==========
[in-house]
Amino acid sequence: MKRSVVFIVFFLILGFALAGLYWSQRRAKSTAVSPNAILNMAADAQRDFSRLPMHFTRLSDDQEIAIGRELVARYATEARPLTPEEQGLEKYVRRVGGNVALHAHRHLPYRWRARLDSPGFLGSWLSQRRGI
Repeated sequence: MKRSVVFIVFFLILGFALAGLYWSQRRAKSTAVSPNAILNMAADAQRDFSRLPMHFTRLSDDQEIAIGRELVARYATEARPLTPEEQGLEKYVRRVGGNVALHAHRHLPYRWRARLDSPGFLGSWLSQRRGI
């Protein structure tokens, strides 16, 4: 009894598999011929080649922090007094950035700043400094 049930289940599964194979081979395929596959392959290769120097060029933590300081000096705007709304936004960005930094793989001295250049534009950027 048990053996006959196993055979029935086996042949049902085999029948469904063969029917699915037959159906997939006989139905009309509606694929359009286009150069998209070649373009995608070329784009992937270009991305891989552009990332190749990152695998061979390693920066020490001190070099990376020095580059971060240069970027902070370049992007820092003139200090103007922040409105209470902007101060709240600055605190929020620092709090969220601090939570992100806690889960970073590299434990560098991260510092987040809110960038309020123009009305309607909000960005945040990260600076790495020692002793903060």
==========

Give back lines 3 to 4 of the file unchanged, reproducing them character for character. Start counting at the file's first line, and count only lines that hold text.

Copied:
Repeated sequence: MKRSVVFIVFFLILGFALAGLYWSQRRAKSTAVSPNAILNMAADAQRDFSRLPMHFTRLSDDQEIAIGRELVARYATEARPLTPEEQGLEKYVRRVGGNVALHAHRHLPYRWRARLDSPGFLGSWLSQRRGI
């Protein structure tokens, strides 16, 4: 009894598999011929080649922090007094950035700043400094 049930289940599964194979081979395929596959392959290769120097060029933590300081000096705007709304936004960005930094793989001295250049534009950027 048990053996006959196993055979029935086996042949049902085999029948469904063969029917699915037959159906997939006989139905009309509606694929359009286009150069998209070649373009995608070329784009992937270009991305891989552009990332190749990152695998061979390693920066020490001190070099990376020095580059971060240069970027902070370049992007820092003139200090103007922040409105209470902007101060709240600055605190929020620092709090969220601090939570992100806690889960970073590299434990560098991260510092987040809110960038309020123009009305309607909000960005945040990260600076790495020692002793903060």